Leaders of high-reliability organizations never allow sloppiness, because they know it equals failure. Unusually excellent leaders have a zero-tolerance policy for sloppiness.
5. Encouraging “editorialized” data
One of the most pernicious points where failure can take hold is in the feedback process. Leaders, being eternal optimists and enthusiasts, also have a dangerous tendency to signal, often unconsciously, their dislike of bad news, their inner revulsion toward failure. When that happens—especially when that leader hasn’t regularly established an absolute demand for accurate, objective data—subordinates will begin to shape and color the data to meet the leader’s hopeful expectations and emotional needs, rather than the leader’s intellectual needs. The feedback data starts becoming corrupted, and that in turn begins to undermine the overall strategy—until the likelihood of success itself begins to plummet.
Unusually excellent leaders demand that performance feedback data be delivered promptly and be uncolored, objective, plentiful, and robust. This data is used to figure out what is working and what isn’t, so that corrections to course and speed can be made.
6. Failing to measure what matters
Measuring what matters is perhaps the very highest use of leadership authority. Once the plan is set, the resources and funding are committed, and the action starts, there is mostly just feedback and response to the unknowns of the battle to be managed. The one thing you must have, to make the real-time course corrections that will inevitably be required, is good data. Invest in the design and the machinery required to gather, analyze, and present the data you need—quickly, accurately, and easily. As the Crosby Quality Institute reminds us: You will get what you inspect, not what you expect.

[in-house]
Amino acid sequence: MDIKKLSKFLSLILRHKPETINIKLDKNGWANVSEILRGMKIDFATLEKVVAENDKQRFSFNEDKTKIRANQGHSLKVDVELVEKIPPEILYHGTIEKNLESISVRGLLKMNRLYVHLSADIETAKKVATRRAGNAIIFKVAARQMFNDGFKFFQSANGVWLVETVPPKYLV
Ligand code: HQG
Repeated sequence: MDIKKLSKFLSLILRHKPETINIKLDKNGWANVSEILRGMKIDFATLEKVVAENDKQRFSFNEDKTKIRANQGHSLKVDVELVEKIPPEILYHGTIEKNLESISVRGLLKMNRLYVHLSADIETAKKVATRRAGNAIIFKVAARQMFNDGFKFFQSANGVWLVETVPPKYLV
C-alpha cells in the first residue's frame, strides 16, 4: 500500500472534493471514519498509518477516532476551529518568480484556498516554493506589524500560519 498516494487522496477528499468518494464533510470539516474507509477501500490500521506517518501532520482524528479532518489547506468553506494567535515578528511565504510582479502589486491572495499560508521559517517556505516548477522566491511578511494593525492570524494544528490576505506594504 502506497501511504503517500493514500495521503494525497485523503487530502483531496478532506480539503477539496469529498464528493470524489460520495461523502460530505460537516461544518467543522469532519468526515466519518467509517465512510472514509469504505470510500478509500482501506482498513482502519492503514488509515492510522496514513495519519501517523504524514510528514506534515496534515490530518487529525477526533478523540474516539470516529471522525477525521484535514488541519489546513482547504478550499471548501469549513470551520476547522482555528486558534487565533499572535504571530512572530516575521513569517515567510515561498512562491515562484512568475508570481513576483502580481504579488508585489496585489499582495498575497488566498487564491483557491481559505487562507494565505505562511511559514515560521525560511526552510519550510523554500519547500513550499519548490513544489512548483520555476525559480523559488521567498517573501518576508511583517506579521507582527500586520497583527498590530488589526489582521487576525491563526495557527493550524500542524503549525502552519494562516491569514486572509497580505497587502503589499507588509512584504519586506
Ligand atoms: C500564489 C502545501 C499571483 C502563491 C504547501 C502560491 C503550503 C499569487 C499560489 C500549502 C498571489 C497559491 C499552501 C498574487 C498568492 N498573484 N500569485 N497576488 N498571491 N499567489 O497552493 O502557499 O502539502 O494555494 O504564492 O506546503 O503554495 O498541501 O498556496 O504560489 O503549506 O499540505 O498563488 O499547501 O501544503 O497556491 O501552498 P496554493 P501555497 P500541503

7. Allowing an absolute commitment to winning to slip
If you take a tolerance for excuses, corrupt data that compromises strategy, and a distorted view of what is really happening “out there,” and add the heightened sense of urgency that always characterizes the execution phase, you’ll have plenty of the necessary ingredients in place for systematic failure. The key factor is the resignation and rationalization that occurs when we conclude that winning seems out of reach.
When you’ve begun to distance yourself from your absolute commitment to winning, you start blaming everything and everyone—your teammates, the strategy, bad luck, crooked competitors, insufficient support, and, most of all, the man or woman in charge. The fact that many people—the honest and secure ones first—see what’s happening and hold the behavior in contempt often proves to be an effective vaccine against the contagion spreading.
Passive acceptance of failure, and the rationalization that always goes with it, is a cancer that can begin anywhere in the organization, then metastasize to every office, including your own. You can prevent it by setting clear and precise standards of behavior for everyone on the team, as well as clear consequences for the violation of those standards. And you can control it through continuous and open communication with every member of your team.